Australia

Explorer Matthew Flinders' remains discovered under London train station

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The body of explorer Matthew Flinders have been found during an archeological dig at Euston train station.

The remains of Captain Matthew Flinders, the English explorer who led the first circumnavigation of Australia, have been discovered ahead of construction works at London’s Euston train station.

Archaeologists identified him by an iron breast plate, which had been placed on his coffin before burial.

“It’s a relatively plain breast plate, I was rather hoping there would be a ship, or an anchor, something that linked to his nautical endeavours,” said Helen Wass, the head of High Speed Rail 2’s heritage programme.

Archaeologists remove the breast plate of Captain Matthew Flinders.
Archaeologists remove the breast plate of Captain Matthew Flinders.
Supplied

“But it’s so exciting to see it here and to know we found his grave.”

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Experts have been digging at the site for months, preparing the area for the construction of a new rail line. It’s not the first time this centuries old burial ground has been disturbed.

Matthew Flinders was laid to rest on the site in July 1814. 

But in the 1840s, nearby Euston station was expanded, taking over part of the cemetery, while the rest was turned into a park.

Flinders’ headstone, along with many others, was removed. Historians thought his remains might have been lost forever. A popular urban legend suggested he was buried somewhere beneath platform 15. But the myth proved to be just that.

An estimated 60,000 people are buried in what was once St James’ Park. Archaeologists relied on a few old records and a lot of luck to find the navigator.

“They identified a spot that they thought he could be in, because of the person they found buried next to him.” said Ms Wass.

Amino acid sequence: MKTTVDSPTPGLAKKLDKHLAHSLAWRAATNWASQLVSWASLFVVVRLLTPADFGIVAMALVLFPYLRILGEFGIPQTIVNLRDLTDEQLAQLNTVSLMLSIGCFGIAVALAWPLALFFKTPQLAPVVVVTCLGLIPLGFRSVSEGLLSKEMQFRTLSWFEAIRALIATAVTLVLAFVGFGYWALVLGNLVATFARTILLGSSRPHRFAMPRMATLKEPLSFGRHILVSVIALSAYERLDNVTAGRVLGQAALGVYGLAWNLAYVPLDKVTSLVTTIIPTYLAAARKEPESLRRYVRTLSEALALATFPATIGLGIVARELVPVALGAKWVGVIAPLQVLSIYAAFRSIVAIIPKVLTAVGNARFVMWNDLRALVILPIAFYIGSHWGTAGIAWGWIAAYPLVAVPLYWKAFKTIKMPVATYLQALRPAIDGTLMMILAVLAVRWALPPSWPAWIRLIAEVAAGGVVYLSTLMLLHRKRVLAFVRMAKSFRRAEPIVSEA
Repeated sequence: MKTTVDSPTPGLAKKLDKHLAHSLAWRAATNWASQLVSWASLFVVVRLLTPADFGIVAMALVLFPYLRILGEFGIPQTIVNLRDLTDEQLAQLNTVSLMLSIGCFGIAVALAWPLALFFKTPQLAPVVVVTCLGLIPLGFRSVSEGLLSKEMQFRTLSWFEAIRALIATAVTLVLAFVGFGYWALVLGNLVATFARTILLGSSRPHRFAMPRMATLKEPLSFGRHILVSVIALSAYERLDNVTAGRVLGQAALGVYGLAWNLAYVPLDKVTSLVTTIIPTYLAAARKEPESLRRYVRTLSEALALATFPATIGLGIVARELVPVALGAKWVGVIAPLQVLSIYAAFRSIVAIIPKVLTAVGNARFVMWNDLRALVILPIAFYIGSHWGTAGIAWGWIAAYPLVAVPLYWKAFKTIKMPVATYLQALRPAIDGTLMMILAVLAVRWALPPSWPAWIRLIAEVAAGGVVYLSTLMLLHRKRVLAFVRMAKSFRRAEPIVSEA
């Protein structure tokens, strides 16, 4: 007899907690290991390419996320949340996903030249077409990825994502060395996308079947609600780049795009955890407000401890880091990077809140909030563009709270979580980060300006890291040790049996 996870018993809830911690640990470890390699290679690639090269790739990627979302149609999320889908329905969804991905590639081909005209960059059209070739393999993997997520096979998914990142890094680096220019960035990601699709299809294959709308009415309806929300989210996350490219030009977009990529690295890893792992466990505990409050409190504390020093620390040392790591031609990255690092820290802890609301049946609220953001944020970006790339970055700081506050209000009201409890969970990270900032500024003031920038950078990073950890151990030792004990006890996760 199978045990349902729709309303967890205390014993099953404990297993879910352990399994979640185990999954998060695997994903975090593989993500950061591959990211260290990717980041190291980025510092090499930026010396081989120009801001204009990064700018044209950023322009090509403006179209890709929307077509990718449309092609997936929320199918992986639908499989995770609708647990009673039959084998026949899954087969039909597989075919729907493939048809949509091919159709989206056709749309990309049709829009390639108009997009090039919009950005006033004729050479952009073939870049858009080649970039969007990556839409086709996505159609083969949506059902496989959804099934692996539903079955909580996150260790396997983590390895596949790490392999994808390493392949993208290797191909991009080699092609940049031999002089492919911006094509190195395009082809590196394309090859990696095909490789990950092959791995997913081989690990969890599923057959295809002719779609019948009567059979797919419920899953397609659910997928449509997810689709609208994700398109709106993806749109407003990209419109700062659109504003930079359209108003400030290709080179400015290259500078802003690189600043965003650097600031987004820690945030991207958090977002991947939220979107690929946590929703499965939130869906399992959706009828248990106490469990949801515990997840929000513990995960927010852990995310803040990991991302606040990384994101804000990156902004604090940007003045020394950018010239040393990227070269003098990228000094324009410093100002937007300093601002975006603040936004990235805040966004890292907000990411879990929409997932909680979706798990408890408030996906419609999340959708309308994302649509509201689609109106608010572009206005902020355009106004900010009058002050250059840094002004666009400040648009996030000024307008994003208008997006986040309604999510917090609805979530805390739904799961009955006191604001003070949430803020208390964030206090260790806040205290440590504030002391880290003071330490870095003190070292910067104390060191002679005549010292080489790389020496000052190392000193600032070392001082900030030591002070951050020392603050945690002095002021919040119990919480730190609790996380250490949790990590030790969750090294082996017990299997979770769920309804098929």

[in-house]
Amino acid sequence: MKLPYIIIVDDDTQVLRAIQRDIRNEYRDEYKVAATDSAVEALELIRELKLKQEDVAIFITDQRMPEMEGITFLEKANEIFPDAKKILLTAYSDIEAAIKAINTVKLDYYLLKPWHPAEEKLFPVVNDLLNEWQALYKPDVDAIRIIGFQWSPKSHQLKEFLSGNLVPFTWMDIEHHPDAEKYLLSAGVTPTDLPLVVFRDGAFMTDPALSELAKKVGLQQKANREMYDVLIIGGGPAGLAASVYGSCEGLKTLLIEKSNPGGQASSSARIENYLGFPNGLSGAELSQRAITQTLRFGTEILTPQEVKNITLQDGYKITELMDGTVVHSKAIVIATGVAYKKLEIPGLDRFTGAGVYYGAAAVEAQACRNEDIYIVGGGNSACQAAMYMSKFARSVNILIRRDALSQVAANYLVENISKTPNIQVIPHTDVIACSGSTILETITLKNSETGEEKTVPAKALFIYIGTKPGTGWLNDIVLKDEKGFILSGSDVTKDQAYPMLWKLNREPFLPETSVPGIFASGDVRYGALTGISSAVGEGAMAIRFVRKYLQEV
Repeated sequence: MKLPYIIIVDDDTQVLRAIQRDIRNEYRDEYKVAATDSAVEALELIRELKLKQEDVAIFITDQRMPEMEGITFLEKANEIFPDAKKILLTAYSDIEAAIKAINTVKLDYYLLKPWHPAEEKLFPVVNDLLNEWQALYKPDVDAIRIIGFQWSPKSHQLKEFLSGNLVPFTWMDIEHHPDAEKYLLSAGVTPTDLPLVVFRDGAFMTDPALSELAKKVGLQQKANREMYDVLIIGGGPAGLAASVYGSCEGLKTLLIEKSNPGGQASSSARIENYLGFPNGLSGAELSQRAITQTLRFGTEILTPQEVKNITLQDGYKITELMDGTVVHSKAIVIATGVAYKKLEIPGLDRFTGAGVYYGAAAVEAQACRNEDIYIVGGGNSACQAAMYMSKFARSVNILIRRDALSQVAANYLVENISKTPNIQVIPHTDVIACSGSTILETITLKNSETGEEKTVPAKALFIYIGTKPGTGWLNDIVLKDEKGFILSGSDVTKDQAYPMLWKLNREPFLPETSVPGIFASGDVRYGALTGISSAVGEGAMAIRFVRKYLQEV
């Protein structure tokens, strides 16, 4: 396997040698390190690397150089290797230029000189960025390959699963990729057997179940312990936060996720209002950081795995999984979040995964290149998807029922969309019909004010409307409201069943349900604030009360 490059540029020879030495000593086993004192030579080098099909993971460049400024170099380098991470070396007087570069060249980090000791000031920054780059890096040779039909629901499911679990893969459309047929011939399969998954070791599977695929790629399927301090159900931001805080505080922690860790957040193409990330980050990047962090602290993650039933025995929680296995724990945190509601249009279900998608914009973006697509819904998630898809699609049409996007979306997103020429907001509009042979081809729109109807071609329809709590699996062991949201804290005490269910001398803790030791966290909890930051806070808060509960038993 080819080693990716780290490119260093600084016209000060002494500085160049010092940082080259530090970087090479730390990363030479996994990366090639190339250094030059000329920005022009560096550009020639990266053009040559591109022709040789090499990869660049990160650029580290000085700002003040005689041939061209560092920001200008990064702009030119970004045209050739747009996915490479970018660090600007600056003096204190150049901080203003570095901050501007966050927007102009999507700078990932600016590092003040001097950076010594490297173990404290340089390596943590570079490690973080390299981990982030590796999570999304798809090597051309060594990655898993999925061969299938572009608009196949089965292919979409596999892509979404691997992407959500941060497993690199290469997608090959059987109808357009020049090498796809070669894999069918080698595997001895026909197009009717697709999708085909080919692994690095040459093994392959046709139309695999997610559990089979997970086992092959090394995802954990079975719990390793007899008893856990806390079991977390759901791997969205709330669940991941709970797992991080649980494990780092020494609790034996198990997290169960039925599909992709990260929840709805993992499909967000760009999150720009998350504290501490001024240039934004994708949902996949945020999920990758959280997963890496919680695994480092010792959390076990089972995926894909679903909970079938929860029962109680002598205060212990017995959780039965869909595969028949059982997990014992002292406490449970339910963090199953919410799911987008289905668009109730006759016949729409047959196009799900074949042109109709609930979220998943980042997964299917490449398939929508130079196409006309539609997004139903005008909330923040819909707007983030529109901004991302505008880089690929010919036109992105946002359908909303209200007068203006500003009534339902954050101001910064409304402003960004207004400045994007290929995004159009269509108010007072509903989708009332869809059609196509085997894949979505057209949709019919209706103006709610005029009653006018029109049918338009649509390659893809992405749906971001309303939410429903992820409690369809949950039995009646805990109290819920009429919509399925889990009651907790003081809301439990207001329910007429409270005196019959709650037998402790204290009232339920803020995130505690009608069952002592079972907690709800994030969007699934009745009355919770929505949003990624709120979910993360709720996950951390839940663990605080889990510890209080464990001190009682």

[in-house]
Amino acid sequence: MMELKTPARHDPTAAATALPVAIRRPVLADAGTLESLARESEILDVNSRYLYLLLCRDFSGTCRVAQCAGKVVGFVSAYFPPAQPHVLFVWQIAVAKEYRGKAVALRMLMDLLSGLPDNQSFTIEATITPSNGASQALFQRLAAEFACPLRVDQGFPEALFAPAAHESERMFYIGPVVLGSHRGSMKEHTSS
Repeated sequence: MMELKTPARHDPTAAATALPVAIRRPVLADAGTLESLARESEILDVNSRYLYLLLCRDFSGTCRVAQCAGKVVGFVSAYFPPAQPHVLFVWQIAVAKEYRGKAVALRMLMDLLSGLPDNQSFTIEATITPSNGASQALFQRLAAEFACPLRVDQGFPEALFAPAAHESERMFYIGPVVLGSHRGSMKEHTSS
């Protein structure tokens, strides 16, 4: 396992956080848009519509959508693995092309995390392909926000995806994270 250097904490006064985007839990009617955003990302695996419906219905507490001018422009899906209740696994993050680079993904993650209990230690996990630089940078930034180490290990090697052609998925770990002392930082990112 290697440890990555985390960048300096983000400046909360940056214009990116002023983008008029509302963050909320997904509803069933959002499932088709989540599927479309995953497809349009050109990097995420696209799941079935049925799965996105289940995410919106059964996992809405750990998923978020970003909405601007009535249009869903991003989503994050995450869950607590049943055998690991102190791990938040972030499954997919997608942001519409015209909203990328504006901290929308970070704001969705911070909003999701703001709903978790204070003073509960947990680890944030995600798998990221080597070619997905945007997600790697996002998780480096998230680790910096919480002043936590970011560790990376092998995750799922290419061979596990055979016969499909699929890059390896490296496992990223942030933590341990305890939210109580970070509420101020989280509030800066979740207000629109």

“He’s at the slightly more affluent end of the burial ground. Generally, the richer you were, the closer you were buried to the church. Matthew Flinders wasn’t rich when he died, but he’s buried in the slightly better end of the cemetery.”

Captain Flinders was the commander of HMS Investigator, which circumnavigated the Australian coast from 1802-1803.

The archaeological excavation and research works at St James’s Gardens, Euston, London.
The archaeological excavation and research works at Euston station, London.
Supplied

New burial site

The voyage confirmed the land mass to be a continent and Flinders is often credited with giving Australia its name. 

He and his cat Trim were honoured in 2014, the bicentenary of the explorer’s death, with a memorial statue in the Euston station forecourt.

A decision on where the remains will be reburied is yet to be made.

The archaeological excavation and research works at St James’s Gardens, Euston, London.
The archaeological excavation and research works ahead of construction at Euston station in London.
Supplied

“It remains to be seen what the family wants to do with those remains, and I hope when they are an appropriate form of memorial will be buried over the final resting place,” said George Brandis, Australia’s High Commissioner to the UK.

“We should mark his role in Australia’s history and his place in the great age of navigation in the late 18thand early 19thcenturies.”

The big dig at the site will continue, with more remains being found every day. The discovery of Captain Flinders is just one of many fascinating discoveries to come. 

“It’s great to have a figure that has such resonance across the whole world,” said Ms Wass.

“But we’re also going to find other stories, whether they’re a bronze age burial, roman settlements- there’s so many stories to tell.”

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